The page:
Riding Confidence

What’s it all about?

Why is it so easy to lose your confidence?

How do you get it back? Or is it just too late? Are you simply too scared/weak/female/old?

And the questions go on and on. We have all asked them from time to time and it doesn’t necessarily take a nasty accident to knock your confidence. It may simply be the passage of time or a horse you rode that just didn’t ‘feel’ right.

For me, CONFIDENCE is about knowing what will happen next. We can never be 100% sure about anything but we need to be clear about what the possibilities are.

CONFIDENCE is about knowledge – knowing how to teach the horse useful and safe behaviours and understanding how the horse learns.

CONFIDENCE is about skill – being able to apply the knowledge to make a change in the horse.


If I can work the horse on the ground and in-hand with the horse soft in the bridle, in-frame and paying attention then I can teach it all the necessary things to get my confidence to ride. While safely on the ground I can teach the horse to walk, trot and canter in-frame, light in the bridle and in self-carriage. I can also teach the horse to stop, turn and back up from the safety of the ground.

I don’t not get bucked off because I ride well (I couldn’t ride a buck if you paid me) I don’t get bucked off because I don’t ride horses that I am not confident about, i.e. horses that don’t know how to walk, trot and canter in-frame, soft in the bridle and maintain self-carriage.

Be careful of ‘tricks’. Tricks, like teaching your horse to move his hips to the mounting block for mounting (even if it also means he will stand still for a time there), will NOT make your horse safe to ride. My legs are SO short that I teach all horses this simple lesson (3 – 8 mins on average) so that I can mount from the fence or mounting block. I do like the fact that it also teaches them to stand still but the important things happen when we involve movement!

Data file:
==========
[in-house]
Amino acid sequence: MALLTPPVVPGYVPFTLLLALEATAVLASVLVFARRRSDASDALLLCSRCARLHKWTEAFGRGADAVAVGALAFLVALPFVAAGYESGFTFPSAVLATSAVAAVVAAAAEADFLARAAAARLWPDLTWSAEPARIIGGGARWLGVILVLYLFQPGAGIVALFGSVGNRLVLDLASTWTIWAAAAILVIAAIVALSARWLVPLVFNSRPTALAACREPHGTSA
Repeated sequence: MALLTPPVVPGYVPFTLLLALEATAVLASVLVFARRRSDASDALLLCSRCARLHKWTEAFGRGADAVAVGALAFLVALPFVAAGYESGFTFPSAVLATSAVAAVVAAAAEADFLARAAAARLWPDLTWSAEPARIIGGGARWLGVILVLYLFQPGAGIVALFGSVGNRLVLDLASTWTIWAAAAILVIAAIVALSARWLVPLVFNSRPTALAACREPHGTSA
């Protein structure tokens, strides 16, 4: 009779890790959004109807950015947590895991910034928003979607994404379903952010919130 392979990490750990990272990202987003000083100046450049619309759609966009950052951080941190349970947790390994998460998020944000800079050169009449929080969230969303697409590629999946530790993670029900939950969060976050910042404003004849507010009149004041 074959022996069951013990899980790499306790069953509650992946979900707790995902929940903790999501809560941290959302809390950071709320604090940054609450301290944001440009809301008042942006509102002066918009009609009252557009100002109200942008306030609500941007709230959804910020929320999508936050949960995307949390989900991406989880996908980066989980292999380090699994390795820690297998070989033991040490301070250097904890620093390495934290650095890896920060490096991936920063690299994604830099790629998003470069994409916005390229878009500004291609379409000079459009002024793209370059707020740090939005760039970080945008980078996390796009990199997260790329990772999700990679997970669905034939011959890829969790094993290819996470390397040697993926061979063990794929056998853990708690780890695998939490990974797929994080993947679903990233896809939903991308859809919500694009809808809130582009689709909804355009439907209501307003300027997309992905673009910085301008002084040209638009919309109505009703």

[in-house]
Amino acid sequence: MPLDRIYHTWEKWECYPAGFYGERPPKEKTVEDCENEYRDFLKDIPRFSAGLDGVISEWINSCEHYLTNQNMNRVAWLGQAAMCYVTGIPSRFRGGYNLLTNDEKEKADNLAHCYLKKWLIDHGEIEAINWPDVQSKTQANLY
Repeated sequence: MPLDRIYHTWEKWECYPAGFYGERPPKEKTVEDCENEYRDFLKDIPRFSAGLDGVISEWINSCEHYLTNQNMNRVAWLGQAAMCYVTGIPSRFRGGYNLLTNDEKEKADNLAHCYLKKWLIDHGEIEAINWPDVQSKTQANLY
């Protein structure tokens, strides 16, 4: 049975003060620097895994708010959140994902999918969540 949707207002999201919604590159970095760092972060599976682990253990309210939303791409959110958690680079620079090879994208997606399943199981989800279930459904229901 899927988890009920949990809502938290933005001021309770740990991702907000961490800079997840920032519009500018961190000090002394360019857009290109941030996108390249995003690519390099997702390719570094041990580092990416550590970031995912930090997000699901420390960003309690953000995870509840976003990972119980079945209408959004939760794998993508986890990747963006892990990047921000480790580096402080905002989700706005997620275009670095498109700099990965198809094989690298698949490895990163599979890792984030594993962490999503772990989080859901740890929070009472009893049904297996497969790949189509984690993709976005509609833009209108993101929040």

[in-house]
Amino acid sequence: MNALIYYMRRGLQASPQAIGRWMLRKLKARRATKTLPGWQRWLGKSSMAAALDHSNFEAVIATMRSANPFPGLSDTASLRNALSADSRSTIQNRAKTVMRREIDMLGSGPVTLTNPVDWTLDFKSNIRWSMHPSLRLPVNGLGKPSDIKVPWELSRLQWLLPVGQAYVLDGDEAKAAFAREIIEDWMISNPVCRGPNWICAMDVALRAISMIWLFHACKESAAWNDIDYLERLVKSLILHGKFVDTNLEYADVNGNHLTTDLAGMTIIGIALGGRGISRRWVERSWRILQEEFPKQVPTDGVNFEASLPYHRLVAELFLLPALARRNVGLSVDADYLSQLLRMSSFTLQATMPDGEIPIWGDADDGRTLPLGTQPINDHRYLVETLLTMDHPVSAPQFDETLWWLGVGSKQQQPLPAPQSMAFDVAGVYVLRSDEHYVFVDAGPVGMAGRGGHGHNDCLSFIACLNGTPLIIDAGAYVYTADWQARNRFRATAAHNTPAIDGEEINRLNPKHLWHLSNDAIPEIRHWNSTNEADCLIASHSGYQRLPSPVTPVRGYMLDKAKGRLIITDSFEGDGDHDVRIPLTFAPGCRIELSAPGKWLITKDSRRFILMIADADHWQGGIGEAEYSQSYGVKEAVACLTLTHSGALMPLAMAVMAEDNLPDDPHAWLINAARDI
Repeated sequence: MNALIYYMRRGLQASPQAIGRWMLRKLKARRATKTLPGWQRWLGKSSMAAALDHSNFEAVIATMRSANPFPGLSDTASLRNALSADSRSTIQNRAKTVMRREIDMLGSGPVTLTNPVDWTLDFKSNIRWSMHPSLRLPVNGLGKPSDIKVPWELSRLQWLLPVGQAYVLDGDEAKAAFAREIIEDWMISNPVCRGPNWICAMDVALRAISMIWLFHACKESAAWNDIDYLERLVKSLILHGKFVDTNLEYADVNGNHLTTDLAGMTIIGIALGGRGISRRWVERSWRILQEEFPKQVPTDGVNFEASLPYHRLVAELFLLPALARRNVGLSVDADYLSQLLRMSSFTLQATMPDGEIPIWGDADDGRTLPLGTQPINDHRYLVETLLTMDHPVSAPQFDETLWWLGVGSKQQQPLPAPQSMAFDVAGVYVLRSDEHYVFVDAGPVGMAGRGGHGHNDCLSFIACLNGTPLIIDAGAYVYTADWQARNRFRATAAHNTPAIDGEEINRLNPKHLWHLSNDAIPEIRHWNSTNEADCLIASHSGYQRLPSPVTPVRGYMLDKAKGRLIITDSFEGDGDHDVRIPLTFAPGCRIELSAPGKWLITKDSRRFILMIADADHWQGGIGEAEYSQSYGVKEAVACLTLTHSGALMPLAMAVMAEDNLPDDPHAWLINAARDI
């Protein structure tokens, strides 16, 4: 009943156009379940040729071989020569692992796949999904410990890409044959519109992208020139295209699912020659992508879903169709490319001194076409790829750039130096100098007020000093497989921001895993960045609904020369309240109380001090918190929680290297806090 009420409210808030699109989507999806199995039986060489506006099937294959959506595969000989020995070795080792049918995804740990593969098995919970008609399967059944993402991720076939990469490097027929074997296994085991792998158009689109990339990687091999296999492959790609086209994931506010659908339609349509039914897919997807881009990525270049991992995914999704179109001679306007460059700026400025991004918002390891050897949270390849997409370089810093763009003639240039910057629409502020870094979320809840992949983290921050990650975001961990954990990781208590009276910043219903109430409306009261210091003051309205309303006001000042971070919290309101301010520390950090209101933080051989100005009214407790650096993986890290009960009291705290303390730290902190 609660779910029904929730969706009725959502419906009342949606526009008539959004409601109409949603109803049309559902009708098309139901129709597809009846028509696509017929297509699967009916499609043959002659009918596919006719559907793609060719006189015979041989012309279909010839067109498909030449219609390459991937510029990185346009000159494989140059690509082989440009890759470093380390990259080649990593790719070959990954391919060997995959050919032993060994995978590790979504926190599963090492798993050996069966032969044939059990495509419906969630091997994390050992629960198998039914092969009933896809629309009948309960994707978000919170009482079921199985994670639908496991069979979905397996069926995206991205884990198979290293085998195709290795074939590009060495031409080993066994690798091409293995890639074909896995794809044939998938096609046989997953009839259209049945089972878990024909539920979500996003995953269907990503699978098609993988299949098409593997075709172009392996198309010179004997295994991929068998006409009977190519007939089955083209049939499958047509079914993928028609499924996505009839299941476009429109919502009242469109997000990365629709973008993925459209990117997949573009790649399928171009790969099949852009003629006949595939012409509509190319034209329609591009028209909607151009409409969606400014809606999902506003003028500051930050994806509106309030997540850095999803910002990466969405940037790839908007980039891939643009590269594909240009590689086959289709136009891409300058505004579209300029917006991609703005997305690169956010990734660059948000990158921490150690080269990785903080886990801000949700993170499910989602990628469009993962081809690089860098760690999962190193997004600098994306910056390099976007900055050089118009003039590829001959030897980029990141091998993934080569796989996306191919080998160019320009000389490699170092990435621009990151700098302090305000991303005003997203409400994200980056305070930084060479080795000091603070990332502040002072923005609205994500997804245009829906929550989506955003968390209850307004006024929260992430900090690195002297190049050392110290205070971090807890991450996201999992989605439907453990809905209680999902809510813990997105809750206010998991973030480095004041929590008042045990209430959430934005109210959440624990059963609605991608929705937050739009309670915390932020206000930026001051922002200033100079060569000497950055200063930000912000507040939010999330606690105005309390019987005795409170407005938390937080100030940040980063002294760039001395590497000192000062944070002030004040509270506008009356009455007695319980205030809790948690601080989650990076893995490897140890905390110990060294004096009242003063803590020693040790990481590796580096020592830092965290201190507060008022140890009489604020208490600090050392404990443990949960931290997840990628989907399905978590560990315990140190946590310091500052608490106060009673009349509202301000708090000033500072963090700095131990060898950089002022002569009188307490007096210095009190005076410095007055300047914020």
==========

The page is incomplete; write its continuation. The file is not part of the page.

For the same reason, when I start a horse under saddle, I don’t ever get on bareback. Some horses only require one repetition to learn new things and I KNOW that if he steps sideways too quickly or pigroots (there’s a good Australian word = humps/bucks) the first thing I am going to do is grip with my legs and in all likelihood the next thing is land on the ground – scaring myself and my horse.

Next time I will look at the Foundation Lessons your horse needs that will make YOU a CONFIDENT RIDER!



  • Shavonda

    January 28, 2015

    I might be old school’ but full bridles are traditional. That being said I think the horse should wear what it goes best in. End of story.

    • kate@kandooequine.com.au

      January 28, 2015

      Hi Shavonda,
      I am not sure which bridle you are talking about but I imagine it is my ‘work’ bridle that has no noseband (or brow band or throat lash). You are right, full bridles are traditional, that is not ‘old school’ that is fact. What would be old school would be to say that all horses should wear full bridles because they always have done so.
      We are fortunate to live in an age where science can help us find out what is best for the horse and we no longer have to rely on ‘the way it has always been done’.
      Like you, I think horses should wear what they go best in and I have found ‘the less the better’.